Upon listening to both the kroncong and dangdut genres of popular Indonesian music, I have noted important similarities, differences, and exciting comparisons. The Kroncong genre of music began in the 16th century as sailors from the Portuguese Empire brought Portuguese instruments and music to Indonesia. Lower-class citizens and gangs, commonly called buaya (a reference to "buaya darat" or crocodile on land, a term used to describe “playboys”) adopted the new musical styles. Eventually, they were assimilated by the upper-class citizens as well. Kroncong is now considered old-fashioned folk music by most Indonesian youth, although efforts have been made since the 1960s to modernize the genre by adding electric guitars, keyboards and drums, notably in so-called Pop Keroncong. The melancholic spirit of traditional, acoustic Kroncong has been recorded by Samuel Quiko and his Jakartan Krontjong Tugu Orchestra, who have performed at the well-known Indo festival, 'Pasar Malam Besar,' in The Hague. Considered a Eurasian art form, Kroncong features prominently each year at the Tong Tong Fair. In a rare spin on the typical musical environment of the Kroncong, the genre is also being evolved in new directions by artists in the Netherlands.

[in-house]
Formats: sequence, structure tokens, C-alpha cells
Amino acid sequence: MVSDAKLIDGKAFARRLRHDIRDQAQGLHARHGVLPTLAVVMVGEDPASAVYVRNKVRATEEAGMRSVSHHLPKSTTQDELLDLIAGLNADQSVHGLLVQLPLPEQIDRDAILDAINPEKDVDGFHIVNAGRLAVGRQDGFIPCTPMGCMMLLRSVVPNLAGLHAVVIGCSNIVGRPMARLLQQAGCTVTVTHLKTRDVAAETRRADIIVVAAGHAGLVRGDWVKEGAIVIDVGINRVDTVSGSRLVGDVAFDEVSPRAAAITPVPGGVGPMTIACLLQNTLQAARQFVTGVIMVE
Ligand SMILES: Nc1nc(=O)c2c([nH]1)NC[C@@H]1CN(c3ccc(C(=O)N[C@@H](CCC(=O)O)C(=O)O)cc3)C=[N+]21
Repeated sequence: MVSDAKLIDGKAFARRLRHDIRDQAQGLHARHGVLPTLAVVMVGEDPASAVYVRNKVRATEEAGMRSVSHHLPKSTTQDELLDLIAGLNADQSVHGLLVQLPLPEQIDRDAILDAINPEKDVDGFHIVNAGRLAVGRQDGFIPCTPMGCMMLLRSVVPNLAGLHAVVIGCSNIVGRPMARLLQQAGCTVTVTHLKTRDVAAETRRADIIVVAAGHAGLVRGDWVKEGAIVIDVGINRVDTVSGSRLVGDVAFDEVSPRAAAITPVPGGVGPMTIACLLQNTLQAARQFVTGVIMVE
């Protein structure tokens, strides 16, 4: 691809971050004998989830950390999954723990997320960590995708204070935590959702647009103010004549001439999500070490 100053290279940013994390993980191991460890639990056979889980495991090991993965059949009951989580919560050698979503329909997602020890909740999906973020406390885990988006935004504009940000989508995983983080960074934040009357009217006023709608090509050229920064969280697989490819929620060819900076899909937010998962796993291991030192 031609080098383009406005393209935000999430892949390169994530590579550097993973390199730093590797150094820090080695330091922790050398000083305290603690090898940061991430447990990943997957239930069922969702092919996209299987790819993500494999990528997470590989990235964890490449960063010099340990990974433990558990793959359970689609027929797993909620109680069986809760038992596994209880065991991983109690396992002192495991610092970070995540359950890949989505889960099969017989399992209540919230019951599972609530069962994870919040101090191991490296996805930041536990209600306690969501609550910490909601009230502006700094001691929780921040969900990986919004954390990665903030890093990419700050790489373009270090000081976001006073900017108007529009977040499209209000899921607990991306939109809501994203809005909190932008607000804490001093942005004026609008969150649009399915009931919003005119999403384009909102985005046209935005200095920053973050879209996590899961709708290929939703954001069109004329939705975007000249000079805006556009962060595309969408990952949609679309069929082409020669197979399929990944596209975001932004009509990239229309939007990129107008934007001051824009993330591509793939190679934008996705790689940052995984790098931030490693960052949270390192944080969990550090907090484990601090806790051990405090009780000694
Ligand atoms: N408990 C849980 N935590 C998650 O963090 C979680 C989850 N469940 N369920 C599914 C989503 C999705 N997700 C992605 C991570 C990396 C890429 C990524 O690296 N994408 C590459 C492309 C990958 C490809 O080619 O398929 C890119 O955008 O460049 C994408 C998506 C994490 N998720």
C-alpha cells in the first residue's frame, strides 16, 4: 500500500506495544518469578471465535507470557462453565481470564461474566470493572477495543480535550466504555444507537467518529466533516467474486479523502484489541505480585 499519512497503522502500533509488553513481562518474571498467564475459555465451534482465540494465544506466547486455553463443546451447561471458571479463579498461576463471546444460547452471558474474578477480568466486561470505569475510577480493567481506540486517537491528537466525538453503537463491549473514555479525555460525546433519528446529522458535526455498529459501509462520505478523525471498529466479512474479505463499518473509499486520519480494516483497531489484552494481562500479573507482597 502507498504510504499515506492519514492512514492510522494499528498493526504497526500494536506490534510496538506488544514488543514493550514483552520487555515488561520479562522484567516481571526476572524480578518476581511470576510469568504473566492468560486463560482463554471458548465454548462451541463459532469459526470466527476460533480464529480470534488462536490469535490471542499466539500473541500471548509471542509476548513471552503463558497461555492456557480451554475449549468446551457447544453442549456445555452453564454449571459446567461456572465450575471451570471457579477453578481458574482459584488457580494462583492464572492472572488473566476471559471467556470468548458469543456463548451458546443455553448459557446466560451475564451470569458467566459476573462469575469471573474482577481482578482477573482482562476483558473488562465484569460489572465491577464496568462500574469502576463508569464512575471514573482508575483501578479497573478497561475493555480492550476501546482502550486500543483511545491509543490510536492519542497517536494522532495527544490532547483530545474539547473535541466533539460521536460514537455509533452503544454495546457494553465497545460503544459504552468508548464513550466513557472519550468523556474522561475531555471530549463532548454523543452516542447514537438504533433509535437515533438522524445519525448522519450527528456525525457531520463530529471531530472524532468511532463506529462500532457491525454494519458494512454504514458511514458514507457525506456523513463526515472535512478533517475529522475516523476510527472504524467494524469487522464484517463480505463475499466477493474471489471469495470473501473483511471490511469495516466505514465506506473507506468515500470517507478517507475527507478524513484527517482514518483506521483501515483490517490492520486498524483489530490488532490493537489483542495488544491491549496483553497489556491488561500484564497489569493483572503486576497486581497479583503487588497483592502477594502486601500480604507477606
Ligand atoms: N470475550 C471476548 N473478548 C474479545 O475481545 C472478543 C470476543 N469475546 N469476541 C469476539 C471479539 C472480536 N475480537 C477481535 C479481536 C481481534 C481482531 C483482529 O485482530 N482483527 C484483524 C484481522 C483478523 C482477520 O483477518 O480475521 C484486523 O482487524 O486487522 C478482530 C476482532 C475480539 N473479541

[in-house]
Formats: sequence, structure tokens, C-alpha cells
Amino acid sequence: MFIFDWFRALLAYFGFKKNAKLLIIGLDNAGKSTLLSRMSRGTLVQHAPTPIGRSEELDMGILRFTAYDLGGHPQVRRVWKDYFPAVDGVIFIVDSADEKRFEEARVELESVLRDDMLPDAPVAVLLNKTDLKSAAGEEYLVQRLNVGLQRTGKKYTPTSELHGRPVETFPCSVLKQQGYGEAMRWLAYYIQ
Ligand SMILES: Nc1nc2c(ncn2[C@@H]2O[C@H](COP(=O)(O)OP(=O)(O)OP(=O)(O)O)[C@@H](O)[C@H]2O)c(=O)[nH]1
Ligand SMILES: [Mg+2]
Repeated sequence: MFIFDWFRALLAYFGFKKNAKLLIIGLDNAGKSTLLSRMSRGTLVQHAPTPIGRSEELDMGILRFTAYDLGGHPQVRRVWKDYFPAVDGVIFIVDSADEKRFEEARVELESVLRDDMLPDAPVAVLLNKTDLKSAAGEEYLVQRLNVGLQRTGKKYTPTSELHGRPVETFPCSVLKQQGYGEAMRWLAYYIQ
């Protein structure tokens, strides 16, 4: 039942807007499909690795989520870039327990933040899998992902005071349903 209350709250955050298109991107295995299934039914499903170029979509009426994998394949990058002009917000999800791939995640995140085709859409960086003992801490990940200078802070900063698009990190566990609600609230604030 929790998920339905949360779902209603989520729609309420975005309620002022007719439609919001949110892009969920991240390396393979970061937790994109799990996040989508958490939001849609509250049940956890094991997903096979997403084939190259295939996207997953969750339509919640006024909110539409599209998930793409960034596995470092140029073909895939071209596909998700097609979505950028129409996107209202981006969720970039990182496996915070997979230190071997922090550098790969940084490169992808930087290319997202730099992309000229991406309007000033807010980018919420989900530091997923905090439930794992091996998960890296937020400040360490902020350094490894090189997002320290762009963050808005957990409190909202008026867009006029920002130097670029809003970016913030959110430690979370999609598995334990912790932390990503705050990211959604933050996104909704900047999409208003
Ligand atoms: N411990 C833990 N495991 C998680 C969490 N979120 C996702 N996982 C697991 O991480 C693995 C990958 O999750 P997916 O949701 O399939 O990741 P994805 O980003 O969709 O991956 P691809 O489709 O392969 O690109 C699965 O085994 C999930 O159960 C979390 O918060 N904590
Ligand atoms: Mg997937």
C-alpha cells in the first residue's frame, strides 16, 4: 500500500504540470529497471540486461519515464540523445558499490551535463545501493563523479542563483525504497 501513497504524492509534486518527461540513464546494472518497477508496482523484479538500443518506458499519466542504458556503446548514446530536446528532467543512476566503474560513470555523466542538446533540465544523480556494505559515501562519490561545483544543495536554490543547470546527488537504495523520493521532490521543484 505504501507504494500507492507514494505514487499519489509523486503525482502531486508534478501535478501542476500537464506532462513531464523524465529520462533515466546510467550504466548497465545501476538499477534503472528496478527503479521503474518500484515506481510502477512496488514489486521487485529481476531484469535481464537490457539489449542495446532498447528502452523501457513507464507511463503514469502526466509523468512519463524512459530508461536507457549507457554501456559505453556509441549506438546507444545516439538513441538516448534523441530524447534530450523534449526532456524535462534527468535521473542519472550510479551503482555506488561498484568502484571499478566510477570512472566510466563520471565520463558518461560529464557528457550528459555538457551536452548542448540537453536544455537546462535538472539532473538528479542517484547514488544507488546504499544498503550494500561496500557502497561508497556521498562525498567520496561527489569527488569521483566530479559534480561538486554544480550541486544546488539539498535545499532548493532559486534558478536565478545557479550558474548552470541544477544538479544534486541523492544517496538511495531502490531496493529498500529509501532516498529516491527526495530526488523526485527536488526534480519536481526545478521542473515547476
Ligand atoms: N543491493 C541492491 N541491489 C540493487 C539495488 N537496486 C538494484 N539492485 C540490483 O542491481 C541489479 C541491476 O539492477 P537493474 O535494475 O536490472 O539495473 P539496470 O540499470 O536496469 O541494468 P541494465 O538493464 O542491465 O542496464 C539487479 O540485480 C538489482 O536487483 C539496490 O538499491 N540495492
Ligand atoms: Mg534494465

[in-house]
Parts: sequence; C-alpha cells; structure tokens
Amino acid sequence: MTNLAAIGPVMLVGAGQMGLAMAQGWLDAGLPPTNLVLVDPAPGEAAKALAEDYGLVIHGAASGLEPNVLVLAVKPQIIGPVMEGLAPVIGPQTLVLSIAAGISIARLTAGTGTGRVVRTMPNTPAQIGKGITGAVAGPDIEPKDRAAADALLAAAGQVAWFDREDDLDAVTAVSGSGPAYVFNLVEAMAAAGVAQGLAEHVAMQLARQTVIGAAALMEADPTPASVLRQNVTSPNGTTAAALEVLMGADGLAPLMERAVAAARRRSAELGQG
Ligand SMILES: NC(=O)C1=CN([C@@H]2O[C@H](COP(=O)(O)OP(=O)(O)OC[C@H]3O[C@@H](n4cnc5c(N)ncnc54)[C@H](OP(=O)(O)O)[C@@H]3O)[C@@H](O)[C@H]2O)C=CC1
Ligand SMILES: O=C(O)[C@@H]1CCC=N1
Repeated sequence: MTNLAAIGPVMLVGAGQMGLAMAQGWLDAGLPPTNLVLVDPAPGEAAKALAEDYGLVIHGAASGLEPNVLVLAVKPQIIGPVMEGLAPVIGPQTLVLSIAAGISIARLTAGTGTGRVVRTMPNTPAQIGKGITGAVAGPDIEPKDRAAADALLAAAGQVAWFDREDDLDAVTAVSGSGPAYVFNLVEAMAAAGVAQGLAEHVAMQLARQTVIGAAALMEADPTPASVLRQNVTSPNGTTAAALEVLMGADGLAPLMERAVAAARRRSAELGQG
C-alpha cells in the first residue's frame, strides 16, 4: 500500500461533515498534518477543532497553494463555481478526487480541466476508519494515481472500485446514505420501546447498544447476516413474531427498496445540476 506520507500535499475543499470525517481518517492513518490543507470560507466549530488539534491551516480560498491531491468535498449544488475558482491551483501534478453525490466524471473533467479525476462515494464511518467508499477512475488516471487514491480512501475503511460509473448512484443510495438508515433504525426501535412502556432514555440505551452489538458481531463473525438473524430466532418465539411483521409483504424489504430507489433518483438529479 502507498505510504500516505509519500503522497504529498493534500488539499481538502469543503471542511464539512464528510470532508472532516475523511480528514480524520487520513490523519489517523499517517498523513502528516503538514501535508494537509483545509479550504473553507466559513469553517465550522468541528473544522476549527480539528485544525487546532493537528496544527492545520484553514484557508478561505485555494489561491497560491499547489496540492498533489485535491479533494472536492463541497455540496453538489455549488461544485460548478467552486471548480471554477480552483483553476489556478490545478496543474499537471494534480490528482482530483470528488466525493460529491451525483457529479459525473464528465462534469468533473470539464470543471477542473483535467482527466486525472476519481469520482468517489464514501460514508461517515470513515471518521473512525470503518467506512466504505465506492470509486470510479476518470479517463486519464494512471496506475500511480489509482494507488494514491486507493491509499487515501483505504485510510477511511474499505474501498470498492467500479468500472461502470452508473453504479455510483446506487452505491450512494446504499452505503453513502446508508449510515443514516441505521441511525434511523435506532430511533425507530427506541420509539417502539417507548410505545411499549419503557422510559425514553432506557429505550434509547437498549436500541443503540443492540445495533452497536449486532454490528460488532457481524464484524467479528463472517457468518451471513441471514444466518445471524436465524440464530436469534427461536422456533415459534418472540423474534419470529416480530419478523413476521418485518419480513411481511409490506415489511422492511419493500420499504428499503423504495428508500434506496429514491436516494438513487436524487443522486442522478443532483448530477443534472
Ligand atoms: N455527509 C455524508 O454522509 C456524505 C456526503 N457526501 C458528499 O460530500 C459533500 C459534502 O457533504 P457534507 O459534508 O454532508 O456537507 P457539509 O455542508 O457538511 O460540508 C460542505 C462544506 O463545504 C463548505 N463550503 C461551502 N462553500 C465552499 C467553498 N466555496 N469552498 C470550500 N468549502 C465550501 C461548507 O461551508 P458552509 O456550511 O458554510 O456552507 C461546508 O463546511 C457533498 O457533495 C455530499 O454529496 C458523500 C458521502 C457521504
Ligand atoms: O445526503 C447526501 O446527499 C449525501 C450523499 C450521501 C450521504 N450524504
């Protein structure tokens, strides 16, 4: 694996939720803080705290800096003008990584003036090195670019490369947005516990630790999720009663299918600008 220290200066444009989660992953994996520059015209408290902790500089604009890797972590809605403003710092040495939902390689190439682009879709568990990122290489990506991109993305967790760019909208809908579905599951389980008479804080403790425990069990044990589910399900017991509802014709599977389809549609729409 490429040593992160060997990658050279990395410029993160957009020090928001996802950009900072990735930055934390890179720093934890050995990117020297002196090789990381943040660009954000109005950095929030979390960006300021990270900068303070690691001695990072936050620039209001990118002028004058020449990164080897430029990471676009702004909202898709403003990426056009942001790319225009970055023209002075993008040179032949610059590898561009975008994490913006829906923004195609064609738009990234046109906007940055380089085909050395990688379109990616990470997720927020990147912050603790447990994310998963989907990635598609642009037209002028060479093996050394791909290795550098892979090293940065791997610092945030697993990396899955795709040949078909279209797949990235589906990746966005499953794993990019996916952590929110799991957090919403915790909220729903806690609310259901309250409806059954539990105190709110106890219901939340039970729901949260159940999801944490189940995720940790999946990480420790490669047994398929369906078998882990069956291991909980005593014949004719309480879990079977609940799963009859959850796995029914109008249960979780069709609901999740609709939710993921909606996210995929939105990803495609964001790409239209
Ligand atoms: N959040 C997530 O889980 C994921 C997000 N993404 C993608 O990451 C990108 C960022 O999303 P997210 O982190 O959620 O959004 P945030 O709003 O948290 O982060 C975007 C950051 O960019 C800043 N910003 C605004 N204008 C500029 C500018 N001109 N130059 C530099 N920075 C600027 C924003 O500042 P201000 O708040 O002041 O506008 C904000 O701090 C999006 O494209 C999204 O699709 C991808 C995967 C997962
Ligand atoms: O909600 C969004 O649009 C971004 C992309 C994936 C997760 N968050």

Similar in sound but different in scope is the dangdut genre of popular Indonesian music, combining many traditional styles of music rom many different countries, including: traditional Indonesia, India, the Middle East, China, and even modern styles from Europe, Australia, and the USA. All these variations, and combinations of instruments and styles live together beautifully and harmonically in Dangdut. This distinct style of music rose rapidly in popularity, generating what amounted to a national musical mania in the 1970s and ’80s. At the time, the music appealed foremost to Muslim youths of the lower and lower-middle social classes, while it was widely condemned by the upper classes and the government as a vulgar detriment...
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